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Laurie J Crist

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Split Personalties
By Laurie J Crist
Friday, February 08, 2008

Rated "G" by the Author.

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When my son died I became an entirely different person. In order to cope with the extreme grief something had to give. This is a tale of my journey back to who I was or as close as I will ever be again.

Split Personalities

What I know about multiple or “split” personalities is just what I have seen in movies such as “Sybil” and “The Three Faces of Eve.” I do know this can happen when a traumatic event occurs and the person just cannot deal with the pain and so retreats within their mind. Somehow, outwardly, they become a whole other person. No, I really don’t know that much about it except that I think this is what happened to me. Not literally but that is what it feels like.

The year is 1996. It is a beautiful spring day in April. We are not out enjoying the sunshine, however. We are congregated in a small family waiting room at a local hospital. A doctor comes to the door. Snatches of words find their way inside my head. “sorry”, “nothing more”, “all we could do”, “nurse will take you.” He begins to grow smaller and smaller – the incredible shrinking doctor. No, wait. It is my vision. Slowly I am pulling back inside my head – farther and farther away. Deeper and deeper inside. Burying myself deep inside the gray matter pulling it around me like covers from a bed. Mmmmm comfortable and comforting… think I will stay there until… until…. just…. Stay…. there….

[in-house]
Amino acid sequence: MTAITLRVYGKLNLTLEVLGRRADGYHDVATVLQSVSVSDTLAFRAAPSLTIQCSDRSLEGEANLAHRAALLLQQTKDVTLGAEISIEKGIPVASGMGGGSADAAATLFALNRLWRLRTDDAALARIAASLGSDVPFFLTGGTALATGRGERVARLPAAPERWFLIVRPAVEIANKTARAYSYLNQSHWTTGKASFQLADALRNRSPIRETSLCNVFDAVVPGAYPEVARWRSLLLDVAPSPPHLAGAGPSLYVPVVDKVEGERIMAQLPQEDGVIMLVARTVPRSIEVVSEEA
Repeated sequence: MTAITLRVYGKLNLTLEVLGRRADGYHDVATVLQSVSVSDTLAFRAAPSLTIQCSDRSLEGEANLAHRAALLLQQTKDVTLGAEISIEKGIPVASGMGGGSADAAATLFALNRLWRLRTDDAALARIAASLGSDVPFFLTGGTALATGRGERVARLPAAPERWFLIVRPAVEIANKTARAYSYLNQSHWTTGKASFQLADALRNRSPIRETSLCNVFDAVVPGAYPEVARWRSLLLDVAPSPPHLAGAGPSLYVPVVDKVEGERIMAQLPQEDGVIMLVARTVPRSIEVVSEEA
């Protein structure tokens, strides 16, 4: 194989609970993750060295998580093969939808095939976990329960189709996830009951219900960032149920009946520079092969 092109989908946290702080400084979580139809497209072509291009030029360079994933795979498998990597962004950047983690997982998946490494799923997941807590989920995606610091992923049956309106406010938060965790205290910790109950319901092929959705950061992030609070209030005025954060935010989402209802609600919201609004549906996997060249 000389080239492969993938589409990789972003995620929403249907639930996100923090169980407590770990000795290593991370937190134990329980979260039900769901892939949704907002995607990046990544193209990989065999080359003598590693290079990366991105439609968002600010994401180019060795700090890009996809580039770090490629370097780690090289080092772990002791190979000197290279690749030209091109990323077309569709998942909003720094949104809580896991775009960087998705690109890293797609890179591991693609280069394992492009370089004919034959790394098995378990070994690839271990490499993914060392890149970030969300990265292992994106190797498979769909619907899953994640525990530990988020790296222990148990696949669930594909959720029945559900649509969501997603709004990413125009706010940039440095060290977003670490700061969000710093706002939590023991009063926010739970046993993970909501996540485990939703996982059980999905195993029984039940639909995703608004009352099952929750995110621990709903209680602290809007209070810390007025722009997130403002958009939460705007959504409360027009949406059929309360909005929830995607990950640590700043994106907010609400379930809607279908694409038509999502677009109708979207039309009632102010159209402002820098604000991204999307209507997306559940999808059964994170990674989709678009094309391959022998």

My survival mechanisms are triggered. The brain acknowledges I am now off-duty and sends for reinforcements. A new “me” is sent to the front lines and begins immediately to take over. There are certain arrangements to be made. Phone calls must be placed to friends and family members. Children to be comforted.

Time passes. New Me is adequate but has limitations. I no longer belong to any civic or educational committees. The children are not in many extra-curriculars. Friends call to go out for lunch. It is difficult to get New Me to go out anywhere. The bare minimum of laundry and housework are accomplished. Meals are adequate but never anything new or complicated. New Me can only handle so much – she is far from being a Super Mom or a Type A.